Duration of detention


Country Report: Duration of detention Last updated: 16/05/24


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The law provides for a maximum of a 2-month detention period for asylum seekers.[1] Detention can be prolonged for another 2 months for reasons of national security or public order.[2] Where extended for these reasons, a one-month prolongation if possible each time. The maximum duration of detention on territory therefore cannot exceed 6 months (2+2+1+1). The detention at the border may not exceed 5 months. However, the period of detention is suspended for the time provided to appeal the decision on the asylum application.

However, when a rejected asylum seeker refuses to board a plane, the detention period can sometimes be longer than 6 or 5 months. In this situation, a practice is applied by the Immigration Office in which the detention period is reset to zero.[3] Although such a practice received criticism as to creating a situation of very long detention duration (the absolute maximum duration being 18 months, following article 15 of the Return Directive), it was confirmed by the Belgian Court of Cassation.[4] The case was afterwards brought before the ECtHR in the Kabongo v. Belgium case. In that case, Miss Kabongo, a national of the Democratic Republic of Congo refused to board planes to Southern Africa five times. The Immigration Office took a new decision of detention for a period of 5 months, as a result of which Miss Kabongo was detained more than 10 months. The ECtHR ruled that, considering the multiple attempts by the Immigration Office to remove Miss Kabongo from the territory and her systematic opposition to this, the practice could not be seen as a violation of Article 5 ECHR.[5]

Asylum seekers in the Dublin procedure may be detained to determine the responsible Member State and secure a transfer. In both cases detention may not exceed 6 weeks.

On 19 July 2019, Article 51/5/1 of the Aliens Act entered into force and implements the relevant articles on detention of the Dublin III Regulation for applicants who did not apply for asylum in Belgium, but who could be subject to a take-back decision because of a previous application that was registered in another Member State.[6]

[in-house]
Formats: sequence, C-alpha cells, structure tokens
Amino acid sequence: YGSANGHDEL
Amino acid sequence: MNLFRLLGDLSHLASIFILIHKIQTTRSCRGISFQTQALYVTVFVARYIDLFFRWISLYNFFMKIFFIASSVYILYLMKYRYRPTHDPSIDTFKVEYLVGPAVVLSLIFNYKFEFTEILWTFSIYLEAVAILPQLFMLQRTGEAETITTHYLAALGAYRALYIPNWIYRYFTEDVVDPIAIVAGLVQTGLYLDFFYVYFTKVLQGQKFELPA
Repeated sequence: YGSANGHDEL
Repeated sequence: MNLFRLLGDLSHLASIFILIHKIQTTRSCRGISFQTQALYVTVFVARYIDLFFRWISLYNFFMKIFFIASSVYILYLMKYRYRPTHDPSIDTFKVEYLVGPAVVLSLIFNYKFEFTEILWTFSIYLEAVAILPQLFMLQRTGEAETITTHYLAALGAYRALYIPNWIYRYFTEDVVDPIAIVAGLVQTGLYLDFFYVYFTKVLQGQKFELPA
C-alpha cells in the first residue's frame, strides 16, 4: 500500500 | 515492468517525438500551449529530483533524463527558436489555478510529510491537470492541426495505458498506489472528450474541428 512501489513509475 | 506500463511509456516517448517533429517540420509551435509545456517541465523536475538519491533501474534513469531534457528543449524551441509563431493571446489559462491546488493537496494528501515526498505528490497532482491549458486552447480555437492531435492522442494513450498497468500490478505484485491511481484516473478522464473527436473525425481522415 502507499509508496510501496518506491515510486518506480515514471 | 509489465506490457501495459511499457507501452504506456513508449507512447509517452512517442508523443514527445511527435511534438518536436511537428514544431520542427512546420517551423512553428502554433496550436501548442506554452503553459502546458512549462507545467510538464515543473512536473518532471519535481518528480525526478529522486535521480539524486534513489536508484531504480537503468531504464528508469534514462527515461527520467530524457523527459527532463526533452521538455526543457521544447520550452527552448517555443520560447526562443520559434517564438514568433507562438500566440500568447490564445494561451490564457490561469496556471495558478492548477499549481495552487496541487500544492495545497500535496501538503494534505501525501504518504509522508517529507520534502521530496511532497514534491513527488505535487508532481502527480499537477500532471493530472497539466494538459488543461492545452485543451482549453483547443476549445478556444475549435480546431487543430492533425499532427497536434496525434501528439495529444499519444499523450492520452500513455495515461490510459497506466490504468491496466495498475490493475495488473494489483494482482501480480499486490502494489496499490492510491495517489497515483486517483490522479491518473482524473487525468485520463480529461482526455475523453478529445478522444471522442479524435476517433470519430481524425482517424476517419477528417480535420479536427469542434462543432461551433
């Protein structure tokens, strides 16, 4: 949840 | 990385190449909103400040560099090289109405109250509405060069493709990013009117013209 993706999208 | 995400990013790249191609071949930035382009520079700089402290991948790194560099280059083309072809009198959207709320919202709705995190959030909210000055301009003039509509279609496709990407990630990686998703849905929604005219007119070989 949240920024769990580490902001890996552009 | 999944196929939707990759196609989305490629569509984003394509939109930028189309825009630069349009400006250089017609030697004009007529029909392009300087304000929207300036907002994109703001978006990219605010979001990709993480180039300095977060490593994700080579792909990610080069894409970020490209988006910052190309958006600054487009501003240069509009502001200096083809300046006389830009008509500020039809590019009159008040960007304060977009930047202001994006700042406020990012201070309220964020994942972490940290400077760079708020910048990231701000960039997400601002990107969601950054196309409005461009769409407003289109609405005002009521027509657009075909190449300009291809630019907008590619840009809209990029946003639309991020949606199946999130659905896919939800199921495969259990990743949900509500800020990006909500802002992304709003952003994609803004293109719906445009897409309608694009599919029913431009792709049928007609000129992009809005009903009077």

Contrary to the Dublin III Regulation, the law does not mention that the detention should be as short as possible. Furthermore, when a transfer decision is being appealed through an extremely urgent necessity procedure, the detention period starts again. This means that a new period of six weeks will start after the rejection of the appeal in the extremely urgent necessity procedure.

When detained at the border, asylum seekers generally spent more time in detention than other migrants in detention. Asylum seekers are admitted to the territory if the CGRS has not taken a decision within four weeks, or when the CGRS decides that further investigation is necessary.[7] However, being admitted to the territory does not automatically mean that the asylum seeker will be set free. As shown in practice, the Immigration Office takes a new detention decision based on one of the grounds set out in Article 74/6(1) of the Aliens Act, which regulates detention on the territory.[8]

While the duration of detention of asylum seekers is unknown in practice, the Immigration Office stated that the average duration of detention of all persons detained in immigration detention in 2022 varied depending on the centre (16 days in Caricole, 31 days in 127bis, 44 days in Bruges, 42 days in Merksplas, 51 days in Vottem and 39 days in Holsbeek).[9]




[1] Articles 74/5 and 74/6 Aliens Act.

[2] Ibid.

[3] Gesloten centra voor vreemdelingen in België: een stand van zaken, December 2016, available in Dutch at: https://bit.ly/3DH0nZS

[4] Belgian Court of Cassation, Application No° A.R. P.04.0363.F, nr. 173, Judgment of 31 March 2004.

[5] ECtHR, Nancy Ntumba Kabongo v. Belgium, Application No. 52467/99, Judgment of 22 June 2005, p 18-20.

[6] Before this legal amendment, the minister could not delegate these decisions to a staff member of the Immigration Office.

[7] Article 74/5(4)(4) and (5) Aliens Act, as amended by the Law of 21 November 2017.

[8] See more explanation on this practice in Nansen, Vulnerability in detention: border procedures, fast-track procedure and videoconference (2019-2020), available in French at: https://bit.ly/3lc5tqA.

[9] Alien Office, Annual report 2022, p. 93, available here: https://bit.ly/3TCCTMU.

Table of contents

  • Statistics
  • Overview of the legal framework
  • Overview of the main changes since the previous report update
  • Asylum Procedure
  • Reception Conditions
  • Detention of Asylum Seekers
  • Content of International Protection
  • ANNEX I – Transposition of the CEAS in national legislation